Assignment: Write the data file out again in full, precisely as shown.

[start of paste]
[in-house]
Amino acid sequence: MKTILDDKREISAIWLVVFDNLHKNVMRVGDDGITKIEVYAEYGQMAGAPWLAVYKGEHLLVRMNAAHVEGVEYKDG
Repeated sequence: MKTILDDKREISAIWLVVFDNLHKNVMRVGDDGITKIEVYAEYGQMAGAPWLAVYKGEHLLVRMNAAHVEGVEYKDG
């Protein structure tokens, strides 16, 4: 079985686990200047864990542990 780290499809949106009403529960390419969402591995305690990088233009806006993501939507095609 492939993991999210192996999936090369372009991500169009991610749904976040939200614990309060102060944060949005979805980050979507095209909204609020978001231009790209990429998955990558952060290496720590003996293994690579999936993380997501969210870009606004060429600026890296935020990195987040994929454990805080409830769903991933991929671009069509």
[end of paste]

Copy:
[in-house]
Amino acid sequence: MKTILDDKREISAIWLVVFDNLHKNVMRVGDDGITKIEVYAEYGQMAGAPWLAVYKGEHLLVRMNAAHVEGVEYKDG
Repeated sequence: MKTILDDKREISAIWLVVFDNLHKNVMRVGDDGITKIEVYAEYGQMAGAPWLAVYKGEHLLVRMNAAHVEGVEYKDG
């Protein structure tokens, strides 16, 4: 079985686990200047864990542990 780290499809949106009403529960390419969402591995305690990088233009806006993501939507095609 492939993991999210192996999936090369372009991500169009991610749904976040939200614990309060102060944060949005979805980050979507095209909204609020978001231009790209990429998955990558952060290496720590003996293994690579999936993380997501969210870009606004060429600026890296935020990195987040994929454990805080409830769903991933991929671009069509």